[Date Prev][Date Next][Thread Prev][Thread Next][Date Index][Thread Index]

[no subject]

Honorable List,

In the course of writing up an electrophysiological (ERP) study of
pre-phonetic processing specificity for human voice stimuli, I have been
considering the argument that the existence of dedicated areas or systems
for face or voice processing yielding speeded or more accurate analysis
of those perceptual objects is adaptive.

I would like to know whether it has been found that in non-human animals,
aside from differences in general perceptual abilities in any given sensory
modality, that there is specialization for particular perceptual objects
that are attributed to the adaptive significance of those objects in the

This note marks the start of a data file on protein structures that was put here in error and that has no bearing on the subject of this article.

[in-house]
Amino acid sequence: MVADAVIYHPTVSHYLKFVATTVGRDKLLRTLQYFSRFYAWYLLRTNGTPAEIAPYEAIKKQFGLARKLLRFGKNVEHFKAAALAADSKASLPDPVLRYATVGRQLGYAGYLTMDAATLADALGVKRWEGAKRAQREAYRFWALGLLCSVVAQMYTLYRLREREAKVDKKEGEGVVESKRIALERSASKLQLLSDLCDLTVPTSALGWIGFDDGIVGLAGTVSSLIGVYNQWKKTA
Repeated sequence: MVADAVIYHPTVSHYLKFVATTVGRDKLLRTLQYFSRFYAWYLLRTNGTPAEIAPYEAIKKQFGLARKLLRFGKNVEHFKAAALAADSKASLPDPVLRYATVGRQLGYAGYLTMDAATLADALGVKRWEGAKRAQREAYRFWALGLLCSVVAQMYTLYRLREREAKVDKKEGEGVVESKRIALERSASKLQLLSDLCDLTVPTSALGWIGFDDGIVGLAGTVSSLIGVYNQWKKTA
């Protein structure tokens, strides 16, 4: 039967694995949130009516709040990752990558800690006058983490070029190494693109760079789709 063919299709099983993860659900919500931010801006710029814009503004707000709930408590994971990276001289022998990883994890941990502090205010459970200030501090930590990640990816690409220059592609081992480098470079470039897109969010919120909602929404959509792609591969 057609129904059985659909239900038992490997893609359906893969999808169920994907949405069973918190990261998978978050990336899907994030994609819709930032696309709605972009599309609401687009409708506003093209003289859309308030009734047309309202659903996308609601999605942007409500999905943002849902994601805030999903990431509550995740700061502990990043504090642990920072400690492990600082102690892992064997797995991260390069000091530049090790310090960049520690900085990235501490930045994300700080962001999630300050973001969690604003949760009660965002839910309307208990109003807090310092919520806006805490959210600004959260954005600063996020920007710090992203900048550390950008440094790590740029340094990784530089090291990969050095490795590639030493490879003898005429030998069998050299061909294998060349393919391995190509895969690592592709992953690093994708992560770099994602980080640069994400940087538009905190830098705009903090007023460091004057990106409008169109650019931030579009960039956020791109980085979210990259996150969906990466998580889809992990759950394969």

animal's environment.

What I have already read and heard about are phenomena such as
specialization for species-specific vocalizations, or face processing in
primates - these phenomena are rather along the same lines as face or voice
processing in humans. There are of course, specializations for the
production of sound, such as bird song. But are there cases of e.g. animal
brain areas/systems specialized for predator or prey sound perception, or
bird brain areas for visual insect identification?

Innate specialization or plasticity resulting from acquired expertise would
both be interesting.

Thank you,


- - - - - - - - - - - - - - - - - - - -
Daniel A. Levy
Cognitive Electrophysiology Laboratory
Department of Psychology
The Hebrew University of Jerusalem
Mt. Scopus, Jerusalem 91905 ISRAEL